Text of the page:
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Posted by on April 12, 2015 in Food Fight!

 

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Throwing it away

I hate it when I wake up, grab my phone to take a glance at social media and what I missed while I was sleeping and one of the first things I see pisses me off. I’m often annoyed by things I read, but to get really pissed before even having a cup of coffee cannot be good for me. I should probably wait until I’ve had that coffee before reading anything – but since I know my routine won’t change I’ll just vent about this mornings ire-triggering post on FB.

I use different social media outlets for different things. FB is for following actual friends and family to see what is going on in their lives. Twitter is for following and interacting with other atheists, feminists, and LGBT allies. Instagram is for following cats and dogs to get a smile or a laugh when the aforementioned sites get too serious.

Today’s share of internet stupidity came via FB, posted by a friend. It’s a meme – photo of an old couple with this caption, “When asked how they managed to stay together for 65 years the woman replied, ‘We were born in a time where if something was broke you fixed it, not throw it away.”

I’ve been married and divorced twice. Yes, you heard me. Twice.

I got married the first time at 19. About 4.5 months into the marriage my husband, who was in the Navy, survived a horrific and tragic training exercise that claimed the lives of 47 of the 58 men in his division. He didn’t just survive a terrible ordeal, later the Navy in a mind-blowing stunt of epic stupidity tried to deflect blame for the incident by blaming my husband, and later his best friend (who died in the explosion) for the blast. We spent the next year defending both his name and the name of his deceased friend. He and I both suffered from PTSD. It was the kind of thing that would have torn apart even an established marriage. But we didn’t have an established marriage. We had a very young, fledgling marriage. We didn’t throw anything away. We didn’t fix it because there wasn’t anything left to fix. Our lives blew up into a million pieces the day that explosion happened and there was no way to go back to who we had been before.

The second time I got married I was 25. I thought I’d chosen a good man – and everyone I know thought he was great and a “perfect match” for me. We were friends – I would have said he was my best friend – before we were anything more and the marriage seemed wonderful for 15 years. What I didn’t know (and let me tell you that what you don’t know can surely hurt you) is that my wonderful husband had been cheating on me. Not just once or even twice – but for the entire time we’d been together, even before we got married. I got married under false pretenses. My ex-husband didn’t marry me intending to be faithful. Hell he didn’t even date me intending to be faithful. In this instance there wasn’t anything to fix because there had never been anything real there to begin with. The entire marriage was a lie based on a foundation of lies. By the time I figured it out I couldn’t do anything but leave. But before I left I put myself through months of hell trying to fix what wasn’t even there.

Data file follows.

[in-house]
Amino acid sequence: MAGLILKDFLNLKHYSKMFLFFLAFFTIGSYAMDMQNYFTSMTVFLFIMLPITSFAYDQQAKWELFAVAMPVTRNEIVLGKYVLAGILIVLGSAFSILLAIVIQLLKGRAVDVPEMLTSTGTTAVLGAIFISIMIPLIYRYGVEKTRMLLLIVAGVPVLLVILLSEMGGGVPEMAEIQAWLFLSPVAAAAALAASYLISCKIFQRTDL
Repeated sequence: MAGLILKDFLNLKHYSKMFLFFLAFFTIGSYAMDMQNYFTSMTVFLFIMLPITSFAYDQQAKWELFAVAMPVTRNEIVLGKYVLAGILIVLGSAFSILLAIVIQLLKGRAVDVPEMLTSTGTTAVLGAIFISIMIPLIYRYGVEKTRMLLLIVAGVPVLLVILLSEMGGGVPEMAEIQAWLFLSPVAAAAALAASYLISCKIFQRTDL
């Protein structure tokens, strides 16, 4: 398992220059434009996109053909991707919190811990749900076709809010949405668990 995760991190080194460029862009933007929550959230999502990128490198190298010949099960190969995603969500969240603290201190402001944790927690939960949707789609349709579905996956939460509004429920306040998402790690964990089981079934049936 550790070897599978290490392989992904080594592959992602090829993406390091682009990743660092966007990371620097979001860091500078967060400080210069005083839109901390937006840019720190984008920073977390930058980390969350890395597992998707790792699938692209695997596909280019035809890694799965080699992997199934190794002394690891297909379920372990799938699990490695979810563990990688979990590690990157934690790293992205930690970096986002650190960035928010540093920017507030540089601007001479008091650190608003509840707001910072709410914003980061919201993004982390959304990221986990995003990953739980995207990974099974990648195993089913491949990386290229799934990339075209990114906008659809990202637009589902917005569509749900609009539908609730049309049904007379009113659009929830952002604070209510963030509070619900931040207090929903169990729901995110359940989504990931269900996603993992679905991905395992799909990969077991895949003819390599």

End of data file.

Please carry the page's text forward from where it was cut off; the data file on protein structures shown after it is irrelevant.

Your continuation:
It’s so easy, especially for people who have never survived the trauma of a divorce, to spout or share such simplistic platitudes. It is so easy to sit in judgement of people you don’t even know and say that they just “threw it away” because it was broken without the least bit of knowledge of how broken it was, how it got broken, and how much effort had been made to fix it.

Whenever you say or share some simplistic bullshit like this meme you’re engaging in some serious hubris. “Oh yeah! I agree with this because what it’s talking about could never happen to me!”  Who knows, in the middle years of my “wonderful marriage” I might even have said the same thing because I truly believed every lie my ex told me. I truly believed he was a loving, faithful husband who would always put his family first. I truly believed that we were the kind of people who would fix it rather than throw it away. Because even to me (and I was standing right in it) our marriage looked like something it wasn’t. It looked whole and strong and real. It wasn’t. It was an illusion. So to people who don’t know the reality – we looked like the perfect couple with a great marriage. So when it all ended seemingly suddenly after 15 years it probably looked like we just threw it away because it was broken.

That same mentality that would shame me for walking away from the illusion of a marriage that was never real was born to make a virtue from a broken social system that kept thousands of people in abusive relationships. 65 years ago divorce was almost impossible to attain. Women couldn’t file for divorce and you have to prove grounds for divorce – like adultery. Women couldn’t leave husband who beat the crap out of them or their kids because they couldn’t work, they couldn’t have a checking account or credit in their name, they couldn’t buy a car, rent an apartment … in short they couldn’t support themselves. They would have been branded with a Scarlet D and shunned from so-called polite society. Even their kids would have worn the stigma of having a single-parent. The choices were stay with your abusive/drunk/cheating spouse or live in abject poverty and be relegating to being the lowest of the low class. So people (mostly women) stayed in horrible situations that couldn’t ever possibly be fixed because they had no other choices.